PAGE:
Politics

LA County officials propose selling off public housing

The county has struggled to maintain public housing units scattered across southern L.A. Sherrie King says this hole's been in her ceiling for months.
The county has struggled to maintain public housing units scattered across southern L.A. Sherrie King says this hole's been in her ceiling for months.
Rina Palta / KPCC

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There's a hole in Sherrie King's ceiling. It started as a crack, but for the past two months, she's had a full on view of the rafters that make up her living room ceiling.

And that's not all.

"Tile is coming up off the floors and from my understanding, the piping is bad," she said. 

The security gate in front of her apartment building is perpetually unlocked, she said, so people use the building's walkway as a shortcut between streets.

King wants these things fixed - but she doesn't want to move.

"It's a nice building," she says. "Green grass, well kept, and it's only four units."

She may not have a choice.

King is among 772 people living in one of 38 small apartment buildings owned by the Housing Authority of the County of Los Angeles scattered around the southern end of L.A. County. The agency said it's struggled to maintain the properties because the federal funding that goes into them isn't enough.

"The South Scattered Sites operate in the red," said Emilio Salas, the housing authority's deputy executive director. Logistically, since they're small buildings spread out over a large area of the city, operations costs are high.

"You need resident managers at multiple locations, you need maintenance men that have to travel to all of these different areas, and resident services are almost impossible to deliver," he said.

He points to a report by the Council of Large Public Housing Authorities that says Congress has provided only about 80 percent of what it actually costs to operate public housing in recent years. Some cities, like San Francisco, have opted to sell off all of their units because the funding issue has gotten so bad, Salas said.

So he's recommending the same thing.

"We would prefer to keep the public housing model," he said. "The only reason we're taking this action is because of the continued underfunding of the program."

Selling off  the 241 units would bring in an estimated $35 million, which Salas said could be used to buy about half as many units in new, larger properties.

If the buildings are sold, residents would either be located to another public housing building — 2,721 of the county's public housing units would remain even after the sale. Or tenants could opt for a Section 8 voucher, which allows a tenant to find a private rental and have the federal government shoulder a portion of the rent.

Advocates for low-income tenants said the county hasn't tried hard enough to find alternatives.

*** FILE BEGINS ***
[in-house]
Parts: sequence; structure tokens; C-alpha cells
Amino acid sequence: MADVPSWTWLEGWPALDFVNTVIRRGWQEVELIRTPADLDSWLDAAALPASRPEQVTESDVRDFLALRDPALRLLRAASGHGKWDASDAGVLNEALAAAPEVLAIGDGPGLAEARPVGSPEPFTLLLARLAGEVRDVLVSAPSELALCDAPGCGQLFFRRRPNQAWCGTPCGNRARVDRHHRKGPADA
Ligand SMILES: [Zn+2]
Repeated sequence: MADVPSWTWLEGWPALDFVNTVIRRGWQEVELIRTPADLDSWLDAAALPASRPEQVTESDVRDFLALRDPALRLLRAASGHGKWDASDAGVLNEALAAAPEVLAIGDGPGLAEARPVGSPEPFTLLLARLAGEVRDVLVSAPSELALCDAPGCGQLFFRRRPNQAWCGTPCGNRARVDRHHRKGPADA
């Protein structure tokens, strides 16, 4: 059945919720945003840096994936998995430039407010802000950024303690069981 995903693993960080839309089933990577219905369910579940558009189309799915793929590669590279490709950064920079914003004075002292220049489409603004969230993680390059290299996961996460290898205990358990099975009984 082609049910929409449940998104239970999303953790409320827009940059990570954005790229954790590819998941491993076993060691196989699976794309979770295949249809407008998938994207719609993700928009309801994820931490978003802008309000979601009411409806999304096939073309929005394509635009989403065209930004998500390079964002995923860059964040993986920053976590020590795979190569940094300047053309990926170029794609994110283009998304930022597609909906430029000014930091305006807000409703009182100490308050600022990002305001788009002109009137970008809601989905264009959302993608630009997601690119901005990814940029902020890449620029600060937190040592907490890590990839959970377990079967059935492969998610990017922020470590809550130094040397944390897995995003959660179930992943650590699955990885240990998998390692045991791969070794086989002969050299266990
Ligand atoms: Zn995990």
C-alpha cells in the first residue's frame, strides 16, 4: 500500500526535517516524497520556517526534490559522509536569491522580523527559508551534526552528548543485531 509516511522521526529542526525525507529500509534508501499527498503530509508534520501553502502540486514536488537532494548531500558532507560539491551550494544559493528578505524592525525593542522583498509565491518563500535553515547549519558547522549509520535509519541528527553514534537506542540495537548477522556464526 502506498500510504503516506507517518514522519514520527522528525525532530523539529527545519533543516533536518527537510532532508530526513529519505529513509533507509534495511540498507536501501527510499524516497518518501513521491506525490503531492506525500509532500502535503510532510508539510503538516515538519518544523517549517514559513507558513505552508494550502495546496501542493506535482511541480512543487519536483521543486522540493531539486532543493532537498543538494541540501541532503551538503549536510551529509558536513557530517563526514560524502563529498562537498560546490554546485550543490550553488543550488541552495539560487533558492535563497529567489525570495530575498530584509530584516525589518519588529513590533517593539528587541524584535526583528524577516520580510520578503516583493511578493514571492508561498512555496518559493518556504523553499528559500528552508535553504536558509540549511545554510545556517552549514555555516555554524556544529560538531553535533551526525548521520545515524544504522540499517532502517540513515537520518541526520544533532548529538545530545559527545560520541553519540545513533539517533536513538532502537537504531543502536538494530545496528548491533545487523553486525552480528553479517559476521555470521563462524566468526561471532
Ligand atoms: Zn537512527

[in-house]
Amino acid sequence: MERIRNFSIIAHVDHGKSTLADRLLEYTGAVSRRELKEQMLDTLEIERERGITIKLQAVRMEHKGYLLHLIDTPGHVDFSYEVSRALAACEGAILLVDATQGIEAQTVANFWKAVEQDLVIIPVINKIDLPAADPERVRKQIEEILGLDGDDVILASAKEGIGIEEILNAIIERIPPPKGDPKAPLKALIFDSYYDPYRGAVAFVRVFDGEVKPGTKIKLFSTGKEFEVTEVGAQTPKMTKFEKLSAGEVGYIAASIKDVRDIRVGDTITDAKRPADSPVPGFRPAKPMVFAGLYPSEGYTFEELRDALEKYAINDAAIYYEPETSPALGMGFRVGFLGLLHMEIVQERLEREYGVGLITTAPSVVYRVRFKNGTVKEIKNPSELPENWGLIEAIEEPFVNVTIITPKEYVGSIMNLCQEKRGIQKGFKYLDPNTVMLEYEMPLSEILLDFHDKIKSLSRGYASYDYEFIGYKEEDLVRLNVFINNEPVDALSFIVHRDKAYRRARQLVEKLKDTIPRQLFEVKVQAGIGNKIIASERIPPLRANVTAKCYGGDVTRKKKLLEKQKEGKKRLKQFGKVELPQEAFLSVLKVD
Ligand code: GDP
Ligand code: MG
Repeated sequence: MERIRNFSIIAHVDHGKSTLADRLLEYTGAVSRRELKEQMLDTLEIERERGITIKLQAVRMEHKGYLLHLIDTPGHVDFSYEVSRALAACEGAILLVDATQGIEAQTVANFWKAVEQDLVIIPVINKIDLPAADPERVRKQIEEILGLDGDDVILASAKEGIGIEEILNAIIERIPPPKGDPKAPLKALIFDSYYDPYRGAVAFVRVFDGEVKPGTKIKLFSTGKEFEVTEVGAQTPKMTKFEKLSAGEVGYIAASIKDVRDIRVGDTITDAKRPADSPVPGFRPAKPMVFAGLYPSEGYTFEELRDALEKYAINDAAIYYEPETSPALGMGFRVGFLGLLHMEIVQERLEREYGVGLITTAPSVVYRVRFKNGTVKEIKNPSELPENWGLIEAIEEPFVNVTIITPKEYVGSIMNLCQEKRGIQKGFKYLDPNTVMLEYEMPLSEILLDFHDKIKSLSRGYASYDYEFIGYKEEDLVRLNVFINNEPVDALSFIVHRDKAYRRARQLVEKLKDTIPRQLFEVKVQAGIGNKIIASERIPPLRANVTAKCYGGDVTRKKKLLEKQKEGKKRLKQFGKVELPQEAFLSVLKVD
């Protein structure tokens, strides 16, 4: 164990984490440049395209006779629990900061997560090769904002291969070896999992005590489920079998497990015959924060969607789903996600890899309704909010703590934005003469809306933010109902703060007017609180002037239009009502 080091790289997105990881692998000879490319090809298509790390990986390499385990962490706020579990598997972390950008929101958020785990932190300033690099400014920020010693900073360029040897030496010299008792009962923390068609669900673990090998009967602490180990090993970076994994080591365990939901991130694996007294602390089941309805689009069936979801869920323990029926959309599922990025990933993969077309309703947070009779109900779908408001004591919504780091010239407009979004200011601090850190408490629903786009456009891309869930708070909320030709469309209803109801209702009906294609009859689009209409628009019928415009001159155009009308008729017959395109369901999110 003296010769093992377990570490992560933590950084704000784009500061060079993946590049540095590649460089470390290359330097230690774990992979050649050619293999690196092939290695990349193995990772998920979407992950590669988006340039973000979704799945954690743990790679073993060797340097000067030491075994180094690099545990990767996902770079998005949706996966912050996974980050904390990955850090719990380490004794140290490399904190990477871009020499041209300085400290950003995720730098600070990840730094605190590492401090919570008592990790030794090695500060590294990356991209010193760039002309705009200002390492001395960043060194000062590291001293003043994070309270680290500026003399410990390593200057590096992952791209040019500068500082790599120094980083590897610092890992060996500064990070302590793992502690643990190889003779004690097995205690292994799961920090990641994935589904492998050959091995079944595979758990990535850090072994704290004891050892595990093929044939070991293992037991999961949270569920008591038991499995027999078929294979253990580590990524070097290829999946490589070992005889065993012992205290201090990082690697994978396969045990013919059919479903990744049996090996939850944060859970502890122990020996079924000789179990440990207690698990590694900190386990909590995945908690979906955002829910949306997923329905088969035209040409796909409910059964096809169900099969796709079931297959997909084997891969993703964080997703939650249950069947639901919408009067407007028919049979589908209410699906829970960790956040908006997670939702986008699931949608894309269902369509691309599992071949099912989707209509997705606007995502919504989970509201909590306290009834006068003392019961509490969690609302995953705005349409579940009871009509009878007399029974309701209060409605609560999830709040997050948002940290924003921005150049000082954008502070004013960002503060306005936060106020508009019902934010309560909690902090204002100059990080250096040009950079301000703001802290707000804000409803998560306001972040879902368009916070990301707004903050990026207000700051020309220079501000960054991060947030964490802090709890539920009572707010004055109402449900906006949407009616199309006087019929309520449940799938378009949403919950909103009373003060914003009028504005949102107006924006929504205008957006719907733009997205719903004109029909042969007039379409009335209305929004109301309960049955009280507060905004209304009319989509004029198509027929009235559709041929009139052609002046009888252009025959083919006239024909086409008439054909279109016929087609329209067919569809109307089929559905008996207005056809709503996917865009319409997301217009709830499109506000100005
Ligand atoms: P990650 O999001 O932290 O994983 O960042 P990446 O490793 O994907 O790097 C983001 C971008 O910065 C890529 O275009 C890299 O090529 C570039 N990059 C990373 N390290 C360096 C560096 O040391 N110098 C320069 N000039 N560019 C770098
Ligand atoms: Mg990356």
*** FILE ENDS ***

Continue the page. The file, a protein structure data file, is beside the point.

"Once you lose it, it's gone," said attorney Fernando Gaytan of Legal Aid, a  group that represents low-income residents. "Public housing serves such an important part of the social safety net. To lose it — there's no reversing it."

Gaytan said public housing buildings have traditionally served as the last resort for the very, very poor who simply cannot find viable housing elsewhere. Not only is there a guaranteed low rent and no move in costs, but high tenant protections and a landlord - the local government - that's accountable to the public.

Vouchers, on the other hand, depend on a tenant finding an apartment and getting the landlord to opt into the Section 8 program. It's a much more complicated process for a family that's already struggling, Gaytan said.

"You have to find the right sized apartment, one that's in range of your job, family, schools, church, friends - all the things that a family needs to maintain their daily routine and their health," he said.

The L.A. County Board of Supervisors, which has to approve the plan before the agency can sell, is expected to discuss the potential sale in the coming weeks.

King said when she was first accepted for public housing in 2007, she had three properties to choose from. She chose her three bedroom apartment in South L.A. because it only had four units, not like most public housing buildings, which house hundreds of families. 

"I have to think about my sons, three boys, they're black boys, and I'm not trying to have nobody be a statistic," she says. "With kids, the fewer units, the better."

She's worried about moving. So is Andrea Jones, who lives nearby in one of the units marked for sale in the Westmont area, near where Highways 110 and 105 meet. 

Jones says she got her current three bedroom townhouse after losing her job at a hardware store in the Antelope Valley then losing her home. After living in motels for two years, the county told her she'd qualified for a slot in public housing.

She works at a nearby store and lives with her five kids.

"It was a blessing," she said. But now she might have to start over.

"Where am I going to go? Where will I work?" she asked.

She said the county has offered to move her into another public housing building in Compton, Long Beach, or Pasadena, but may have to downgrade to a two-bedroom in a bigger building. That would mean sharing a room with her three daughters, who  are 2-, 3- and 20-years-old. 

"I would share a room, sleep in a dresser drawer on the floor for my kids," she said. "But not when we're already in a position of being comfortable."